It will be in its traditional location, the family vacation land of Central Lake, Michigan, near Traverse City. Awards will be traditional, too: guns, guns, and more guns. Entry fee ain’t cheap, but the prize table is good, and deep. For info on what is now known simply as The Pin Shoot. Dates are June 9-16, 2017. You don’t have to be there the whole time to shoot, and win.
For us old gunnies here (Randy and Ken, you listening?) it’ll be like a high school reunion with guns. I’ve rearranged my schedule to be there. Hope to see some of you there, too.
Spending the holidays in the
deep South, where I’m told it’s a tradition to have black-eyed peas for New Year’s Eve/New Year’s Day. Got ‘em. The Evil Princess is cookin’ ‘em up with hog jowls. (No. Not kidding. Not making it up. Not a Yankee dissing Southerners with Beverly Hillbillies stuff. Hog jowls are, apparently, “a thing.”) And no, they didn’t have any possum shanks at the Market.
Wouldn’t be New Years without some trigger pullin’, so Bob Houzenga and I spent some time with Jim “Fast E. Nuff” Willis and Bob “Red Rob” George for an introduction to Cowboy Fast Draw as practiced by the Cowboy Fast Draw Association. (www.cowboyfastdraw.com . Bob and I had both shot years ago in SASS, the Single Action Shooting Society, where live ammo is fired at steel from Western-style six-guns, lever action rifles, and 19th Century style shotguns. In CFD, all you need is the one single action revolver and holster, and you’ll be shooting wax bullets at 24” steel targets. The hit registers on an electronic timer, and you start with hand on gun, drawing and firing one hand only when a light flashes. They were kind enough to let us shoot without the requisite cowboy togs.
“Fast E. Nuff,” left, and “Red Rob” show how it’s done. Guns are Ruger New Vaqueros in .45 Colt.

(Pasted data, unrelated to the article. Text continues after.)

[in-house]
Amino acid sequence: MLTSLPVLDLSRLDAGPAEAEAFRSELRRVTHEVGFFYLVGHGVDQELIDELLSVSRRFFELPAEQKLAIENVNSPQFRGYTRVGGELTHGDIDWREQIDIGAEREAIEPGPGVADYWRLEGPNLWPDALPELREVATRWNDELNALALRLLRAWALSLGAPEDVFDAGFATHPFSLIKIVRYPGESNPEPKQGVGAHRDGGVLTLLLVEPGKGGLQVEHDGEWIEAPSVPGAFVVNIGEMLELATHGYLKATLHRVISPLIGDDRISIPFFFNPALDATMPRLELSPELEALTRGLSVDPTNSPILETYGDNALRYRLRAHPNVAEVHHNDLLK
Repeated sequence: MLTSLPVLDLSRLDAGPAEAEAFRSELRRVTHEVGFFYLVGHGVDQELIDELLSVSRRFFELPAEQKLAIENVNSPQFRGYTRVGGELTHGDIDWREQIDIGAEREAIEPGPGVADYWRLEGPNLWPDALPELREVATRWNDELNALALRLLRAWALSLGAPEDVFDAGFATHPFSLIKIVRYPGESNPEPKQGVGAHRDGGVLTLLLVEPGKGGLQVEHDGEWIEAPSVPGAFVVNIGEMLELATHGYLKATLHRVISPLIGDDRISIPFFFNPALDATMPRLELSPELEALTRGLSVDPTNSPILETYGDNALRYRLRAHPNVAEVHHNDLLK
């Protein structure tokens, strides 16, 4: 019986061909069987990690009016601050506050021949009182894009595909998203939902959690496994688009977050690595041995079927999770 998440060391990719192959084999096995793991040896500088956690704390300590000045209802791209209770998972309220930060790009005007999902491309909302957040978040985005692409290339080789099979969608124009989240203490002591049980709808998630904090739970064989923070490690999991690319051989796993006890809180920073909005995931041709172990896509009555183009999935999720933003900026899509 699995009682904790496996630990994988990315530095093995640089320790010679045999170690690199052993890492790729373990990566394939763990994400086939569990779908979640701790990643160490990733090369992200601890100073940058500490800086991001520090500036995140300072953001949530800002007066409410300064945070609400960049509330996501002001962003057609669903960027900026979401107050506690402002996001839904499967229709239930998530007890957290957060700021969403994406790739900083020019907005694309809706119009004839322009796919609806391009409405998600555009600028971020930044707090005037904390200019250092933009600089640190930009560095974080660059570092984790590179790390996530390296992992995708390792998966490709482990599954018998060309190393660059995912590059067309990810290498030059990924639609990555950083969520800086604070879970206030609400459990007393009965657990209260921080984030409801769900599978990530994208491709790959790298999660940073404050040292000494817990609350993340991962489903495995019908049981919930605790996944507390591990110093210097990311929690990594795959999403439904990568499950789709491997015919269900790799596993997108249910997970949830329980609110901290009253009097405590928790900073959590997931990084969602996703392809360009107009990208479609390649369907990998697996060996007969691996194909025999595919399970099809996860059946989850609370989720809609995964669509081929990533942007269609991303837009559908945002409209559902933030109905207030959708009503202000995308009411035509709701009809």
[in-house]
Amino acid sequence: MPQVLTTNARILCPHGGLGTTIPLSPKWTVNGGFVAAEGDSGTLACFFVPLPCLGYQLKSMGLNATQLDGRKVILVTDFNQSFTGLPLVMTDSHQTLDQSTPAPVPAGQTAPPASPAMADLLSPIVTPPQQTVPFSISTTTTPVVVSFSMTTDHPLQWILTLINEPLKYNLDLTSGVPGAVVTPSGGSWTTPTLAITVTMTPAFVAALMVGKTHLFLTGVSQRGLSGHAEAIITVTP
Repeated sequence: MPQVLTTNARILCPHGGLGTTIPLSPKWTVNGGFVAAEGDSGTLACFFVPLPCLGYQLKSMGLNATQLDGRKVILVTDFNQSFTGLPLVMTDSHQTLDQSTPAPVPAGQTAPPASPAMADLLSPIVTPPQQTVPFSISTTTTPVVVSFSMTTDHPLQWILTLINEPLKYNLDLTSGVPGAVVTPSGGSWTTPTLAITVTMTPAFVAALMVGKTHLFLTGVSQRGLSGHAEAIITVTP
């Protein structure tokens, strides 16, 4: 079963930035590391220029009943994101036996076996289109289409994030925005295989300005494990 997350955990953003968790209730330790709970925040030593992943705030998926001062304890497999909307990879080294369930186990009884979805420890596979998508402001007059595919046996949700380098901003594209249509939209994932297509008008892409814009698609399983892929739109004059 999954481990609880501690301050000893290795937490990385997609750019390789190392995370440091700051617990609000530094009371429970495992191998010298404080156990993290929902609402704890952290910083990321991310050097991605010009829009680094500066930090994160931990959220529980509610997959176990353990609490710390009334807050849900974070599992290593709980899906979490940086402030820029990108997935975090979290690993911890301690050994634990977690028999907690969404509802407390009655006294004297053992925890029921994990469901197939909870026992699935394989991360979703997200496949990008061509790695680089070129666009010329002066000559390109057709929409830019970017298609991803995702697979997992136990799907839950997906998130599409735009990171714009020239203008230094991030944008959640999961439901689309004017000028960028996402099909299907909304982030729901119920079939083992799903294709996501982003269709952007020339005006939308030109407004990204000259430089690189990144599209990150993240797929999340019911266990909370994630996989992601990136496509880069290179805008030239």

Lights on the 24″ discs indicate it’s time to draw and fire; hit time appears on LED readout.
Special casings take #209 shotgun primers to propel wax bullets.
Bob “Buck Staghorn” Houzenga, foreground, shows “how fast is fast.” Mas “Camelback Kid” Ayoob shows “how slow is slow.”
It has been a good year for female shooters. America’s first Gold Medal in this year’s Olympics was captured by young Virginia Thrasher, competing in ten meter Women’s Air Rifle. Kim Rhode went Gold, too. Having won her first world shooting championship at the tender age of 13, Ms. Rhode is described thus in Wikipedia: “A California native, she is a six-time Olympic medal winner, including three gold medals, and six-time national champion in double trap. She is the most successful female shooter at the Olympics as the only triple Olympic Champion and the only woman to have won two Olympic gold medals for Double Trap. She won a gold medal in skeet shooting at the 2012 Summer Olympic Games, equaling the world record of 99 out of 100 clays. Most recently, she won the bronze medal at the Rio 2016 Olympics making her the first Olympian to win a medal on five different continents and the first Summer Olympian to win an individual medal at six consecutive summer games.”
As an American, I’m proud of them both. Personally, though, I’m proudest of a female champ I do have the honor of knowing, Kim Heath of the Will County (Illinois) Sheriff’s Department. An awesome trainer, she showed her mettle this year when she won the National Patrol Rifle Championships where the competition is not only very tough but very strenuous, beating all the men present as well as the handful of other female officers. Here’s the story on that.